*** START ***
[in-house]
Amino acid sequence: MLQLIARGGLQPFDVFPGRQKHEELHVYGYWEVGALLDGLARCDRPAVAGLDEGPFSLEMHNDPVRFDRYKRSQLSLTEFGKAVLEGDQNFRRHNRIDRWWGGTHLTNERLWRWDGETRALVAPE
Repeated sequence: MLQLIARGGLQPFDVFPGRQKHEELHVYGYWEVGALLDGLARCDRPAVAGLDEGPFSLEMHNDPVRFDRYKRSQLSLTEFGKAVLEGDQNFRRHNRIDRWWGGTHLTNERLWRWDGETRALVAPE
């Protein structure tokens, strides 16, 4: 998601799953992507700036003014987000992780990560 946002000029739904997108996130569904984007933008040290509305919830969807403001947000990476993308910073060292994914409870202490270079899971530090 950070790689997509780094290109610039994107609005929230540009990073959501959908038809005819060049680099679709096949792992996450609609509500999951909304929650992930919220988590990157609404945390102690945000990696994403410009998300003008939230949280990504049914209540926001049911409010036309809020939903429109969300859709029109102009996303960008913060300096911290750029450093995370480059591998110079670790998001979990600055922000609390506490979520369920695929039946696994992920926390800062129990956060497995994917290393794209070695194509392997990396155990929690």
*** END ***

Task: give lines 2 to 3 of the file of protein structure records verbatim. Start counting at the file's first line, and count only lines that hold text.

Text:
Amino acid sequence: MLQLIARGGLQPFDVFPGRQKHEELHVYGYWEVGALLDGLARCDRPAVAGLDEGPFSLEMHNDPVRFDRYKRSQLSLTEFGKAVLEGDQNFRRHNRIDRWWGGTHLTNERLWRWDGETRALVAPE
Repeated sequence: MLQLIARGGLQPFDVFPGRQKHEELHVYGYWEVGALLDGLARCDRPAVAGLDEGPFSLEMHNDPVRFDRYKRSQLSLTEFGKAVLEGDQNFRRHNRIDRWWGGTHLTNERLWRWDGETRALVAPE